While we can’t control the weather, we can take steps to control the level of our preparedness and what direction our government takes in addressing the next storm. We’ve learned a lot from Sandy, and I would urge my constituents to think ahead and make sure they have detailed emergency plans in place: know how to contact one another in case of an emergency; have adequate supplies of canned goods, medicines, batteries, flashlights and water on hand; know what to do to help secure your homes and properties to minimize risks during a storm. Useful hurricane preparedness information may be found at this NYS Department of Homeland Security and Emergency Services website: http://www.dhses.ny.gov/oem/event/hurricane-safety.cfm.

I, along with other elected officials, have been advocating for adequate funding and needed legislation to help the district address the many serious human, economic and other consequences resulting from Sandy. As a member of the New York State Senate Bipartisan Task Force on Hurricane Sandy, I look forward to continuing the effort of our state in responding to Sandy’s devastation and obtaining assistance for those in need.  Currently, our city’s and state’s portion of the federal funding of $61 billion to help Sandy victims is being distributed through NYC Build It Back program, and the state’s utilization of community leaders in its NY Rising Community Reconstruction program aimed at improving our infrastructure.

A range of bills aimed at addressing various aspects of Sandy’s impact were passed by the state legislature and have been recently signed into law by the governor. Some topics include rebates of real property taxes, assisting Breezy Point residents with street frontage issues unique to Breezy Point, exemptions to filing fees related to federal Small Business Administration Disaster Loans, and the implementation of improved tornado warning systems.

This year’s Atlantic Hurricane Season is not yet over. We have learned a lot from Sandy and a year later are still dealing with its aftermath. It’s OK to share our emotions, feelings and sentiments about Sandy, knowing also that by working together we can rebuild and be prepared better than ever.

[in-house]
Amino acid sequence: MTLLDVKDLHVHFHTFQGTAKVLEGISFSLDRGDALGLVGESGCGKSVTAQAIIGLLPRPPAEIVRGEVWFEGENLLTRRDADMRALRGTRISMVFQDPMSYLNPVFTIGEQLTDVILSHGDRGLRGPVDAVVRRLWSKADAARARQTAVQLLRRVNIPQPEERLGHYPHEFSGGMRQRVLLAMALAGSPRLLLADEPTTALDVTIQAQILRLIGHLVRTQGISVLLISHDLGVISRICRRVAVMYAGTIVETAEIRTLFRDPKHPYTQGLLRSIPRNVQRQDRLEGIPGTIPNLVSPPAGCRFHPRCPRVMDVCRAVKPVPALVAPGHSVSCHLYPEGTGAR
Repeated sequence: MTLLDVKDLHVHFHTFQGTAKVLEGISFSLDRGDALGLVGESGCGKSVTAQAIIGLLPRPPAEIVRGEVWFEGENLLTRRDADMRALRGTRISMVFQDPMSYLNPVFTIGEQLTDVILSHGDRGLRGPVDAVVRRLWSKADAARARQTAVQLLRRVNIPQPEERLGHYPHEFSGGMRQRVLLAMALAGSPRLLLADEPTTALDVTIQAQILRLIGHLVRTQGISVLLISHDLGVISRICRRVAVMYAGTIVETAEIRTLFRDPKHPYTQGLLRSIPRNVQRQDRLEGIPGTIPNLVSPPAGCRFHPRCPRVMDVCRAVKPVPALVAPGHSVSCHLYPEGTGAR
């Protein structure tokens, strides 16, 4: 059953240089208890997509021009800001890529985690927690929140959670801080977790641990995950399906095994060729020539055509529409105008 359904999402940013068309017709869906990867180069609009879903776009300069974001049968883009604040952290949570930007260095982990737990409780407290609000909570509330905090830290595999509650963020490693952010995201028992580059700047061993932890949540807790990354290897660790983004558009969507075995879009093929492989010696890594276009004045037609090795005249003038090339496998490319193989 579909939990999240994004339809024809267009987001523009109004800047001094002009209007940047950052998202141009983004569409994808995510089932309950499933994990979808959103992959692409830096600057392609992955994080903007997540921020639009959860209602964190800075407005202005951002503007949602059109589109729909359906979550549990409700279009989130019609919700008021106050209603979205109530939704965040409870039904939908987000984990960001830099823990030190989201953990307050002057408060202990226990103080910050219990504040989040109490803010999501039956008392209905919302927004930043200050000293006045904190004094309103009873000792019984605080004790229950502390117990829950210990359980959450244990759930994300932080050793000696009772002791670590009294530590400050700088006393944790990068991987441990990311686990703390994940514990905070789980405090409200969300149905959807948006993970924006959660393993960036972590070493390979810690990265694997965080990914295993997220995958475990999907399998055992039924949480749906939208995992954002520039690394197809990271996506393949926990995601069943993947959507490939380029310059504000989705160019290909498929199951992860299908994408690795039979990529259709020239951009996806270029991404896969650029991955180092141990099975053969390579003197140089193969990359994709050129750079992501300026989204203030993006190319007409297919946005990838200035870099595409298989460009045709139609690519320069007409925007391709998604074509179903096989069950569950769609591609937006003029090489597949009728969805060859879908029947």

Senator Joseph Addabbo represents the 15th Senatorial District encompassing the communities – in whole or in part – of Broad Channel, Elmhurst, Forest Hills, Glendale, Hamilton Beach, Howard Beach, Kew Gardens, Kew Gardens Hills, Maspeth, Middle Village, Ozone Park, Rego Park, Richmond Hill, Ridgewood, South Ozone Park, Woodhaven, Woodside and the Rockaways.

 

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Woodhaven-Richmond Hill Senior Center finds temporary location after building damage


| lguerre@queenscourier.com

THE COURIER/Photo by Liam La Guerre

The Woodhaven-Richmond Hill Senior Center has found a temporary location after the building was damaged, but leaders still say there’s no place like home.

The center, which is operated by Catholic Charities Brooklyn and Queens, recently moved to the American Legion Post 118 at 89-02 91st Street after a building adjacent to the center’s location on Jamaica Avenue collapsed, damaging the roof and kitchen.

“We were concerned about the winter months with the snow and rain,” said Judith Kleve, vice president of Older Adult Services at Catholic Charities. “We are very relieved that the American Legion opened their doors to us.”

The center, which is funded by the city’s Department for the Aging, has more than 200 seniors enrolled and about 70 visit daily.

The staff prepares free meals every day and organizes exercise programs, including yoga and dancing, and educational lectures on topics such as arthritis and diabetes. During the temporary move the center is providing shuttles from the original location.

Despite joy for the temporary site, seniors want to return to the old building soon, because the American Legion building is too small, according to Kleve. But first, owners of the collapsed building, 78-19 Jamaica Avenue LLC, must fix it or the seniors can’t return.

“The situation is only going to get worst with the rain and snow coming,” State Senator Joe Addabbo said. “We need to get the owner to start fixing it now.”

The politician is working with other leaders to put pressure on the owners to repair the property. Addabbo met with officials from the Department of Buildings (DOB) this week to discuss the collapsed building, which has about a dozen violations and $11,000 in fines, according to the DOB.

The members of the center are hoping they can move back by next year.

“The seniors were very happy to know that the senior center was still open and that they had a safe site,” Kleve said. “But they still want to go home.”

The owners of 78-19 Jamaica Avenue LLC could not be reached for comment.

 

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Cops find South Richmond Hill kids living in unsanitary conditions among abused dogs


| ctumola@queenscourier.com

Two South Richmond Hill parents have been arrested after police found their four children living in alleged unsanitary conditions among numerous abused dogs.

When police, responding to a 9-1-1 call of a female bitten by a pit bull around 8 a.m. Sunday, entered the parents’ 125th Street residence, they discovered a domestic dispute occurring between the adults, said cops

Upon further investigation, they found four children, ranging in age from seven to 11, living in the house in “severe unsanitary conditions” among five full grown pit bulls and 10 puppies, said police.

The children were taken to Jamaica Hospital for observation.

The dogs, some of which displayed extensive signs of abuse through their bodies, said police, were secured by Animal Care and Control.

Cops said one dog had been stabbed, kicked and strangled.